In today’s crisis, “Many of the people arriving by sea in southern Europe, particularly in Greece, come from countries affected by violence and conflict, such as Syria, Iraq and Afghanistan; they are in need of international protection and they are often physically exhausted and psychologically traumatized, ” states World at War.

Who’s Afraid of the “Big Bad Refugee”?

In terms of security threats, refugees are far less likely to commit crimes than natural-born citizens. In fact, writing in the Wall Street Journal, Jason Riley evaluates data on the link between immigration and crime in the United States and calls the correlation a “myth.” Even in Germany, which has absorbed the highest number of refugees since 2011, crime rates by refugees have not increased. Violent attacks on refugees, on the other hand, have doubled. This suggests that refugees do not post a problem for security; instead, they require protection against violent threats themselves. Moreover, refugees (or those who claim to be refugees) are highly unlikely to plan terror attacks. And given that at least 51% of current refugees are children, like Aylan Kurdi, the three-year-old Syrian refugee who famously drowned in the Mediterranean sea last summer, it is probably premature to preordain them as fanatics, troublemakers, or social rejects.

Moreover, refugee-vetting processes are exceedingly stringent in many countries—with the U.S. having among the most stringent refugee policies in the world—thereby precluding many of the adverse outcomes feared by critics of status quo refugee policies. Although such processes do not guarantee that all potential threats are excluded, they mitigate the risk considerably, as demonstrated by the paucity of violent crimes and terror attacks committed by refugees in the past thirty years.

A Broken System or A Broken Narrative?

Speaking about the current refugee crisis in Europe, Jan Egeland, the former UN Humanitarian Envoy who now heads the Norwegian Refugee Council, said, “The system is totally broken…We cannot continue this way.” But the system probably won’t mend as long as broken narratives dominate the discourse. What if we introduced a fresh discourse, which dispels the myths about refugees and equips the public to contest existing discourse with a more compassionate narrative about the way one becomes a refugee in the first place?

Consider the choice to flee instead of stay and fight or stay and die. Many of the 59.5 million refugees left in the crossfires between states and other armed actors—such as the Syrian government’s politicide and violence among a wide variety of rebel groups operating within Syria; Syria, Russia, Iraq, Iran, and NATO’s war against ISIS; Afghanistan and Pakistan’s wars against the Taliban; the on-going U.S. campaign against Al Qaeda; Turkey’s wars against Kurdish militias; and a multitude of other violent contexts around the world.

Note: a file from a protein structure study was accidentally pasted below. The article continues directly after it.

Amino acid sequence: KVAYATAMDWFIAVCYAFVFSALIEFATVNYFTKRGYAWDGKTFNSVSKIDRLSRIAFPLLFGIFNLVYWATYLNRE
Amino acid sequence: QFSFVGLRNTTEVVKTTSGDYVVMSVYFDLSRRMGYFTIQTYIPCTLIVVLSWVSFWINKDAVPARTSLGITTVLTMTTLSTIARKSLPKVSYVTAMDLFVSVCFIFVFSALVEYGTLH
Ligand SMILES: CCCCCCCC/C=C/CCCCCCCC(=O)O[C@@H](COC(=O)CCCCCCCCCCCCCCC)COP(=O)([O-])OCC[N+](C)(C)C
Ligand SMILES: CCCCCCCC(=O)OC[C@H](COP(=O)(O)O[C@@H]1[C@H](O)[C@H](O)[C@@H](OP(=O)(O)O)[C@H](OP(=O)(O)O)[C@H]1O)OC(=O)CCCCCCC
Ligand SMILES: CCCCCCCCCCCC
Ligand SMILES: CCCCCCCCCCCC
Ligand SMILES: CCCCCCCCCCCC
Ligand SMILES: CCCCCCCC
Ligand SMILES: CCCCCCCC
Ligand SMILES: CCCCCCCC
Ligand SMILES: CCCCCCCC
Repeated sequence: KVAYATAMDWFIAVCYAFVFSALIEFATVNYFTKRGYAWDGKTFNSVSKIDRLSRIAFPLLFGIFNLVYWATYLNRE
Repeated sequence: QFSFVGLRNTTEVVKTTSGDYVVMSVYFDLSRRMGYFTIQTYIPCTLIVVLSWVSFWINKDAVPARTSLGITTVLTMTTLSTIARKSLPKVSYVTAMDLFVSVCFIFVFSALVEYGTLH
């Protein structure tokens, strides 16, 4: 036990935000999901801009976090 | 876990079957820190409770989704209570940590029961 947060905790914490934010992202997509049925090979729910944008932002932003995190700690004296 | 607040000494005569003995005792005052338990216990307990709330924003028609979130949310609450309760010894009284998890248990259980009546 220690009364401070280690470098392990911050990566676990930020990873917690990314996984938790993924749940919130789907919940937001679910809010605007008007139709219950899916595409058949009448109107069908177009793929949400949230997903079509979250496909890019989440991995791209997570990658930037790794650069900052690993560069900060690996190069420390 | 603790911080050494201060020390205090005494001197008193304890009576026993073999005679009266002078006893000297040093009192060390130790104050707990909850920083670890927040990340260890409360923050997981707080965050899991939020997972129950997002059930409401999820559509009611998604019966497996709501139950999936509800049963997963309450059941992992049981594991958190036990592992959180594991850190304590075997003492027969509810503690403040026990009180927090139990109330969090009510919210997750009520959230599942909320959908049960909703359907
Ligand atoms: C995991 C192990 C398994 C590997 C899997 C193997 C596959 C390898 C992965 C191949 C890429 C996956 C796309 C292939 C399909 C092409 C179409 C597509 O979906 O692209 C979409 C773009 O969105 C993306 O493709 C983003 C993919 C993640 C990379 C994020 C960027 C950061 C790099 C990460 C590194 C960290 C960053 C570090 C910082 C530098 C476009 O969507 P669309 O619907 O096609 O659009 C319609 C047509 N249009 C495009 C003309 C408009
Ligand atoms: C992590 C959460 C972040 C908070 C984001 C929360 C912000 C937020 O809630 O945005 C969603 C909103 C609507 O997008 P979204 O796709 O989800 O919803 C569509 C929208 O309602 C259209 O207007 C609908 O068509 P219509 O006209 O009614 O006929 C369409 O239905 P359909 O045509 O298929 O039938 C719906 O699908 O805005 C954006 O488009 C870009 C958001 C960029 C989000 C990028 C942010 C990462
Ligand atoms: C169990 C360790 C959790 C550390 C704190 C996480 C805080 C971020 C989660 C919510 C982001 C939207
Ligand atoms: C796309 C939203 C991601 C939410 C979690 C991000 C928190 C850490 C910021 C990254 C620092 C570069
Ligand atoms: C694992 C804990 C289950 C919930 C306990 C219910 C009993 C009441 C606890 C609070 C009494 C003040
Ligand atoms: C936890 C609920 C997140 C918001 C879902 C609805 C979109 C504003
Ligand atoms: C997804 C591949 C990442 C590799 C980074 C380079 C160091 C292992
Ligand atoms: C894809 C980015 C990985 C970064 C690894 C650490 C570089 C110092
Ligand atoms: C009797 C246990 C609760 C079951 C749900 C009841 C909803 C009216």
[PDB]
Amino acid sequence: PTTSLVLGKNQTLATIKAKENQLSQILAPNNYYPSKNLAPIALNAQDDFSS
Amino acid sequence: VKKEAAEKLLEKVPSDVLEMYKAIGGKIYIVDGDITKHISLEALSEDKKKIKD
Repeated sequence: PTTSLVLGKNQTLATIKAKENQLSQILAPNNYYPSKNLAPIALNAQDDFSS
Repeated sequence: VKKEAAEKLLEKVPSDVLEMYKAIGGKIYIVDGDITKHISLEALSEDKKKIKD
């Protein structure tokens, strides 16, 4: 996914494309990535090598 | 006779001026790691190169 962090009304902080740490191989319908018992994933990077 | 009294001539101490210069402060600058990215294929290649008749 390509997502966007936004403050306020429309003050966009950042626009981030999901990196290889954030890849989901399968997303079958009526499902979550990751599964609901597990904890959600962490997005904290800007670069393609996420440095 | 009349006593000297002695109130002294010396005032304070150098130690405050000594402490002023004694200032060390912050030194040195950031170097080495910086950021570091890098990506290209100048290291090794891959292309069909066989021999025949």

Given the choice between staying and fighting, staying and dying, or fleeing and surviving, today’s refugees fled—meaning that, by definition, they actively and purposefully chose a non-violent option in the context of mass violence raging all around them.

In other words, today’s global landscape of 59.5 million refugees is mainly a collection of people who have chosen the only available non-violent pathway out of their conflict environments. In many respects, today’s 60 million refugees have said no to violence, no to victimization, and no to helplessness at the same time. The decision to flee to strange and (often hostile) foreign lands as a refugee is not a light one. It involves taking significant risks, including the risk of death. For example, the UNHCR estimated that 3,735 refugees were dead or missing at sea while seeking refuge in Europe in 2015. Contrary to contemporary discourse, being a refugee ought to be synonymous with non-violence, courage, and agency.

Of course, an individual’s non-violent choice at one time does not necessarily predetermine that individual’s non-violent choice at a later juncture. And like many large mass assemblages, it is inevitable that a handful of people will cynically exploit the global movement of refugees to pursue their own criminal, political, social, or ideological aims on the fringes—either by concealing themselves in the masses to cross borders to commit violent acts abroad, by taking advantage of the political polarization of migration politics to promote their own agendas, or by extorting these people for their own criminal purposes. Among any population this size, there will be criminal activity here and there, refugee or not.